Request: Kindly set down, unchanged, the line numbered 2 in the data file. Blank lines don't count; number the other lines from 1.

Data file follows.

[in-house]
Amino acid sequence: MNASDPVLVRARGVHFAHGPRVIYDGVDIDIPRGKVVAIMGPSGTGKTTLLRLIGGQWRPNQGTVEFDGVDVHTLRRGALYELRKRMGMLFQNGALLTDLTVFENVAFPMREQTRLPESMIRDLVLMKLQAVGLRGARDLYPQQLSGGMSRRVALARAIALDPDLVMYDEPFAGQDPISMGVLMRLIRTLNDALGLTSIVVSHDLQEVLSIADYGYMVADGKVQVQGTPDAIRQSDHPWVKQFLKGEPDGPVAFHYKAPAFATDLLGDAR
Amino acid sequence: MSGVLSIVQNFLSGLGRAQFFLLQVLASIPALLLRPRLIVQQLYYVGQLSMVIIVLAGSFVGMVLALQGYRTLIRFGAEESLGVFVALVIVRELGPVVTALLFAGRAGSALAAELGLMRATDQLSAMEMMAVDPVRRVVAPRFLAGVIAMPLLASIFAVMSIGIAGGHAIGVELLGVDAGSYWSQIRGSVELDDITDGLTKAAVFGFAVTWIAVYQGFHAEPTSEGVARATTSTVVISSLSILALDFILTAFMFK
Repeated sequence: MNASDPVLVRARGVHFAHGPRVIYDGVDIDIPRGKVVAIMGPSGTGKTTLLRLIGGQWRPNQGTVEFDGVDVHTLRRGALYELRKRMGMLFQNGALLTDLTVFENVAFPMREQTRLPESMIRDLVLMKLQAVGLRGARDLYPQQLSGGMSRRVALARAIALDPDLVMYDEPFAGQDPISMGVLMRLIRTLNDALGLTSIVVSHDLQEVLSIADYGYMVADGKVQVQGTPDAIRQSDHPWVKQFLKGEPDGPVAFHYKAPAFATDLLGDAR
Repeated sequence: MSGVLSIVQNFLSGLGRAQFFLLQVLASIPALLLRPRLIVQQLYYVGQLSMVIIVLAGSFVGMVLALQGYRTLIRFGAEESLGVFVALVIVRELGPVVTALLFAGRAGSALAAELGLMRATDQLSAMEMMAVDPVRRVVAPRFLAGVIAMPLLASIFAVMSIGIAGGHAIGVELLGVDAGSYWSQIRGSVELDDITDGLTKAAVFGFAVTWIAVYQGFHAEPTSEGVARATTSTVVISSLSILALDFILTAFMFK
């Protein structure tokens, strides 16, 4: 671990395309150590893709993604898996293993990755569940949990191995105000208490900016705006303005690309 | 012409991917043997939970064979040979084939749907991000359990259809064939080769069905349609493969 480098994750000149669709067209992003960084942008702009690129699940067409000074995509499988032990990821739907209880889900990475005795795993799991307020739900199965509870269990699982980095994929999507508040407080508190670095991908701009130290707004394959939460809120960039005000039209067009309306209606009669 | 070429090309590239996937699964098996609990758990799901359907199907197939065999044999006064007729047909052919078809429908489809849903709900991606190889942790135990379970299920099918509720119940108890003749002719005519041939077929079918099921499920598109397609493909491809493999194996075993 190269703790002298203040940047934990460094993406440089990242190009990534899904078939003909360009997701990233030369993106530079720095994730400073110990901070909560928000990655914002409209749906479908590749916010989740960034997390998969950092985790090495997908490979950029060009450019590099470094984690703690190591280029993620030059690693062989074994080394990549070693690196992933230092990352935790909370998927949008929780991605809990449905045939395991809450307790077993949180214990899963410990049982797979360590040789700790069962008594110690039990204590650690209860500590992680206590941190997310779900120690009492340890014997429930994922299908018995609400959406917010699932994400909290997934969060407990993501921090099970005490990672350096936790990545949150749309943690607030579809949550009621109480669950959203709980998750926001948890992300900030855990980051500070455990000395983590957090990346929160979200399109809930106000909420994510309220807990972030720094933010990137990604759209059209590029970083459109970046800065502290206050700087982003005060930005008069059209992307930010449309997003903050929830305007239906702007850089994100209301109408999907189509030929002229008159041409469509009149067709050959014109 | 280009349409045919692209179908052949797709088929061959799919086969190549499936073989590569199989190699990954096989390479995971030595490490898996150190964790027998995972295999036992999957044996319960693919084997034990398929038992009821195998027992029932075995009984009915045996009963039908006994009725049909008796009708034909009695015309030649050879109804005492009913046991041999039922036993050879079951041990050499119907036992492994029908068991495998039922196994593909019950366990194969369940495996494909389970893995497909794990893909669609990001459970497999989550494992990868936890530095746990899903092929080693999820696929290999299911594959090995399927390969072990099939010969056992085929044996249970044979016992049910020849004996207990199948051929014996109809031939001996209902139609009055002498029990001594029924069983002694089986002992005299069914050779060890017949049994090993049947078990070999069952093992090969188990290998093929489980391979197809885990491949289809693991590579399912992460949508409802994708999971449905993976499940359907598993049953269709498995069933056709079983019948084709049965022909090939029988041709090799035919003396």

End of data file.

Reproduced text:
Amino acid sequence: MNASDPVLVRARGVHFAHGPRVIYDGVDIDIPRGKVVAIMGPSGTGKTTLLRLIGGQWRPNQGTVEFDGVDVHTLRRGALYELRKRMGMLFQNGALLTDLTVFENVAFPMREQTRLPESMIRDLVLMKLQAVGLRGARDLYPQQLSGGMSRRVALARAIALDPDLVMYDEPFAGQDPISMGVLMRLIRTLNDALGLTSIVVSHDLQEVLSIADYGYMVADGKVQVQGTPDAIRQSDHPWVKQFLKGEPDGPVAFHYKAPAFATDLLGDAR